Reversing the River

The Chicago River was permanently reversed in 1900. The reversal prevented the thousands yearly deaths due to waterborne diseases such as typhoid fever and cholera.

Typhoid fever is a disease that is spread when food or water becomes contaminated with human feces (poop). It causes abdominal pain, headaches, rashes, and a high fever. Typhoid fever is fatal when left untreated. Cholera is caused by the bacterium Vibrio Cholera. Cholera can cause victims to convulse in pain, violently vomit and have uncontrollable diarrhea. If not treated victims will turn blue and quickly die.

As Chicago developed into a big city, the Chicago River was used to dump sewage, factory waste, and other harmful wastes. This badly polluted the river. The Chicago River is connected to Lake Michigan which is Chicago’s main source of water. During big rainstorms, the river would overflow into the lake. The drinking water would soon become polluted and spread diseases. In the span of a couple of years, waterborne diseases had killed more than 5% of Chicago’s population.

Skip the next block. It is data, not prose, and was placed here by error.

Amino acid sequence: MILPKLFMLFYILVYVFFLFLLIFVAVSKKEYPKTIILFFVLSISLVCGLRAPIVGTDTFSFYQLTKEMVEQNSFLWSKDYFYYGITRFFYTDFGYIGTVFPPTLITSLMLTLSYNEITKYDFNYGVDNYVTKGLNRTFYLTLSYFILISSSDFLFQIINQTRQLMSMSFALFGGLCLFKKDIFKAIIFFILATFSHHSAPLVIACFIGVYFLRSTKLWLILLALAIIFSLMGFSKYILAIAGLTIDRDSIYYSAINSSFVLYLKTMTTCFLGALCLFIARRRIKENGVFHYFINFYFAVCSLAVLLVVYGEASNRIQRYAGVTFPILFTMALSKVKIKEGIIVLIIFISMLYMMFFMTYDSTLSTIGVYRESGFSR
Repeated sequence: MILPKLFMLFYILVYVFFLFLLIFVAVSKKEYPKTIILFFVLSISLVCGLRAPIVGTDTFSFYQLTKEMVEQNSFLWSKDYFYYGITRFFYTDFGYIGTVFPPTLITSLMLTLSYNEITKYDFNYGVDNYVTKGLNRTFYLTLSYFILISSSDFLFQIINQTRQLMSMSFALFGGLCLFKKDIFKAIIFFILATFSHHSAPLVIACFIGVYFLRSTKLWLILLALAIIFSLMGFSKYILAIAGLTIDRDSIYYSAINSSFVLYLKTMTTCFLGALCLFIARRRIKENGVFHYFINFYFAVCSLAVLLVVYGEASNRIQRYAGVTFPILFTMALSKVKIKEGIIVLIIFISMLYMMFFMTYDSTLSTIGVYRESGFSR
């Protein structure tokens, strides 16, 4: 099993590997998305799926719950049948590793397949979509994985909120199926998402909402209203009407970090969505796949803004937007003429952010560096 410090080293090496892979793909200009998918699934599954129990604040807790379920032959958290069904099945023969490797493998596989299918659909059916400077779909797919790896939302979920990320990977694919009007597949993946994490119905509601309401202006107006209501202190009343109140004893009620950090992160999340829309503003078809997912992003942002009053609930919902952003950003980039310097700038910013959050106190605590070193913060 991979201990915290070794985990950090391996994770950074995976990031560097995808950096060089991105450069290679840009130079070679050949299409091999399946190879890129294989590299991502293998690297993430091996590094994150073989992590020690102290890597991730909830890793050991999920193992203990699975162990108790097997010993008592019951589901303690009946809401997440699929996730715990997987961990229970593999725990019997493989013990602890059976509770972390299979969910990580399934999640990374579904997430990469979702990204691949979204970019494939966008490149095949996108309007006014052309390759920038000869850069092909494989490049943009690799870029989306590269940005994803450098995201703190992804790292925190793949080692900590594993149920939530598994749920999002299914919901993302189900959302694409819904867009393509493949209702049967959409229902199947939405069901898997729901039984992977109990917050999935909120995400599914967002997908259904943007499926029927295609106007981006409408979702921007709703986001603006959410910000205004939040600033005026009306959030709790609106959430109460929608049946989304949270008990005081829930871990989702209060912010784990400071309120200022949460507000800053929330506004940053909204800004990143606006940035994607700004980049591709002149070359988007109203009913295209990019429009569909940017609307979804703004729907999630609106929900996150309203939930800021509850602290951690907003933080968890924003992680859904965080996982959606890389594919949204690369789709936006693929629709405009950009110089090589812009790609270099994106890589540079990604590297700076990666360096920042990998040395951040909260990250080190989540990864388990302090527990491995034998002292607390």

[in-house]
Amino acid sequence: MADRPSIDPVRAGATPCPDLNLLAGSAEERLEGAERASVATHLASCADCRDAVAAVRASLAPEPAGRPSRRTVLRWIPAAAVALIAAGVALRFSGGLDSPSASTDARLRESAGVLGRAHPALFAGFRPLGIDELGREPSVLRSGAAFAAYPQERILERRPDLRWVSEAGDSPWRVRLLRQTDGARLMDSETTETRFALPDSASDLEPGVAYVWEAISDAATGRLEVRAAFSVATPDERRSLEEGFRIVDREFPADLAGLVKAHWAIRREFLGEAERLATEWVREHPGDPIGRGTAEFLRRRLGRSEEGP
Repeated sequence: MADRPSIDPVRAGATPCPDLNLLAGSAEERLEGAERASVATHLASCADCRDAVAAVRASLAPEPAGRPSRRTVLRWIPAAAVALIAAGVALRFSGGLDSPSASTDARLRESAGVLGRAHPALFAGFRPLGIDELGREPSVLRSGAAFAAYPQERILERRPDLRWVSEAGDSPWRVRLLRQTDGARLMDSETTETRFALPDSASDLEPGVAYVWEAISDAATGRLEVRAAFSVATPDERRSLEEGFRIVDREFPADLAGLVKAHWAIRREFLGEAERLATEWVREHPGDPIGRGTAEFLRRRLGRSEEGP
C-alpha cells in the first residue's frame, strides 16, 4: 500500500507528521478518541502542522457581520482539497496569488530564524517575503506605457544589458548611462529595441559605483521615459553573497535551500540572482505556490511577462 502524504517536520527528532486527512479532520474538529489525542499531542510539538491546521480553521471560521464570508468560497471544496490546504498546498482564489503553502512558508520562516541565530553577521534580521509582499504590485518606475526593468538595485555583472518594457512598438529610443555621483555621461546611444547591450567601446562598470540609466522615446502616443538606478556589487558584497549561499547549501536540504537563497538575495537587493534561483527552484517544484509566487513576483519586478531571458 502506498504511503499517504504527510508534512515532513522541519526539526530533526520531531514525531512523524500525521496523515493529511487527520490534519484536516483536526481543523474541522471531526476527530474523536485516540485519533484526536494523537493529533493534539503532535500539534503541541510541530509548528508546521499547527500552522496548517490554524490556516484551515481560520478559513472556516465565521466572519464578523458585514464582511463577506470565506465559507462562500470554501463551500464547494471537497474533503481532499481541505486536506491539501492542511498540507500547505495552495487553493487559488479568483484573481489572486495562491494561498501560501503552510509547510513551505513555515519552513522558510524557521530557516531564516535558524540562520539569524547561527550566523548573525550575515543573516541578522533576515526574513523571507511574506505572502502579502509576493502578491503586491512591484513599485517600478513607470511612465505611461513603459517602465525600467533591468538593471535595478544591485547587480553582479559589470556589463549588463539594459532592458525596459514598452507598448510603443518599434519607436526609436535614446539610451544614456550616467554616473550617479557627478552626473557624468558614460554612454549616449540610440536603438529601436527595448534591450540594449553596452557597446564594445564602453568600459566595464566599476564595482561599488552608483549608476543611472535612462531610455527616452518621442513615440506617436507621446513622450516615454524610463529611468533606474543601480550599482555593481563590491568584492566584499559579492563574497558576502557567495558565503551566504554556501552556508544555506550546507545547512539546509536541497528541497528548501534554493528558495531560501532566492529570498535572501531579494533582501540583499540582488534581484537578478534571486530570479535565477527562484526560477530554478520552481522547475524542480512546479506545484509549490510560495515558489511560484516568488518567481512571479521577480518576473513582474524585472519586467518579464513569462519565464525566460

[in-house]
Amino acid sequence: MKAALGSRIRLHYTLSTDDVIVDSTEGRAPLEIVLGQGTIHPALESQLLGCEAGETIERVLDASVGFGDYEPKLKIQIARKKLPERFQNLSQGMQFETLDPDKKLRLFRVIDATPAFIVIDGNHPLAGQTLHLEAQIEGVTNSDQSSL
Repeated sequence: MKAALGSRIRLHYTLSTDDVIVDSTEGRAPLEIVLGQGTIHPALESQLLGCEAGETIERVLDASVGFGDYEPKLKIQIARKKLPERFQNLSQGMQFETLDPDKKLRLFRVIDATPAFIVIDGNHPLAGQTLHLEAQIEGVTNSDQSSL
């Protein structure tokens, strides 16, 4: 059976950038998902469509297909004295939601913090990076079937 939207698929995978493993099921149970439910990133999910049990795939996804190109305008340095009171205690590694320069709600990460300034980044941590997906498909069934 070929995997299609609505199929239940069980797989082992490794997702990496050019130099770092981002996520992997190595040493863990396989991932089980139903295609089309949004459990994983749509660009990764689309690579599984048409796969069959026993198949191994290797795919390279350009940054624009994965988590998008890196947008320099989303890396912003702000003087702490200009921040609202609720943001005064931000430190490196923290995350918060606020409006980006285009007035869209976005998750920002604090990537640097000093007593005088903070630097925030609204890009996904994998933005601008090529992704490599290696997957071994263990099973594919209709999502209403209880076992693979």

In 1822 Congress authorized construction of the Illinois and Michigan Canal. Construction began in 1836 but stopped for four years in 1841. It was completed in 1848 and the I & M canal was open to traffic. They soon realized that the canal was not stopping the sanitation problem. For several years there was many trial and error attempts to fully reverse the river. In 1900 they deepened the canal and the river was permanently reversed.

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